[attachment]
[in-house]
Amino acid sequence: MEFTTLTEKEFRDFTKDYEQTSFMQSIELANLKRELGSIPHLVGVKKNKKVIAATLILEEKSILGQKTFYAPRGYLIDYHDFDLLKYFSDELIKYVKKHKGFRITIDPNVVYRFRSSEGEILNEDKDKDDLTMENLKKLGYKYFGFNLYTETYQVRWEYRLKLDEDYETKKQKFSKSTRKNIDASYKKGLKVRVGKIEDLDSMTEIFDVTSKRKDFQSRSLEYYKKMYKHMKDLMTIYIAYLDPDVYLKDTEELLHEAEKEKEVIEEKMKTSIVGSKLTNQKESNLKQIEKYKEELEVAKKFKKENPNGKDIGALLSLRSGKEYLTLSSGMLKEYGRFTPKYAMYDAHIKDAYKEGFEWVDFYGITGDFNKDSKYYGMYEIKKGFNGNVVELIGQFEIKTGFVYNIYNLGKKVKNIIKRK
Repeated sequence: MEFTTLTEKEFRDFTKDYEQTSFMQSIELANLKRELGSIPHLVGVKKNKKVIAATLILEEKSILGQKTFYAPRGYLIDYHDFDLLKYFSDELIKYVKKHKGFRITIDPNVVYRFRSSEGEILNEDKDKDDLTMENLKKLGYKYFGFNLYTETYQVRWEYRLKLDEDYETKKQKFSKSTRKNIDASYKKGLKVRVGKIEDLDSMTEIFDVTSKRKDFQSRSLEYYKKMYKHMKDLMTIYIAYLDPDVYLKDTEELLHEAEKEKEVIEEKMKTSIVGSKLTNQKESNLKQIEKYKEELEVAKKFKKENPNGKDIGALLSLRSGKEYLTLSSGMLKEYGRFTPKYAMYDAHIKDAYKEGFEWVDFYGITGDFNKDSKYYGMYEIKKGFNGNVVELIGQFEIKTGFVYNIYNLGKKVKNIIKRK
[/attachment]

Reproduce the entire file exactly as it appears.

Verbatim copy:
[in-house]
Amino acid sequence: MEFTTLTEKEFRDFTKDYEQTSFMQSIELANLKRELGSIPHLVGVKKNKKVIAATLILEEKSILGQKTFYAPRGYLIDYHDFDLLKYFSDELIKYVKKHKGFRITIDPNVVYRFRSSEGEILNEDKDKDDLTMENLKKLGYKYFGFNLYTETYQVRWEYRLKLDEDYETKKQKFSKSTRKNIDASYKKGLKVRVGKIEDLDSMTEIFDVTSKRKDFQSRSLEYYKKMYKHMKDLMTIYIAYLDPDVYLKDTEELLHEAEKEKEVIEEKMKTSIVGSKLTNQKESNLKQIEKYKEELEVAKKFKKENPNGKDIGALLSLRSGKEYLTLSSGMLKEYGRFTPKYAMYDAHIKDAYKEGFEWVDFYGITGDFNKDSKYYGMYEIKKGFNGNVVELIGQFEIKTGFVYNIYNLGKKVKNIIKRK
Repeated sequence: MEFTTLTEKEFRDFTKDYEQTSFMQSIELANLKRELGSIPHLVGVKKNKKVIAATLILEEKSILGQKTFYAPRGYLIDYHDFDLLKYFSDELIKYVKKHKGFRITIDPNVVYRFRSSEGEILNEDKDKDDLTMENLKKLGYKYFGFNLYTETYQVRWEYRLKLDEDYETKKQKFSKSTRKNIDASYKKGLKVRVGKIEDLDSMTEIFDVTSKRKDFQSRSLEYYKKMYKHMKDLMTIYIAYLDPDVYLKDTEELLHEAEKEKEVIEEKMKTSIVGSKLTNQKESNLKQIEKYKEELEVAKKFKKENPNGKDIGALLSLRSGKEYLTLSSGMLKEYGRFTPKYAMYDAHIKDAYKEGFEWVDFYGITGDFNKDSKYYGMYEIKKGFNGNVVELIGQFEIKTGFVYNIYNLGKKVKNIIKRK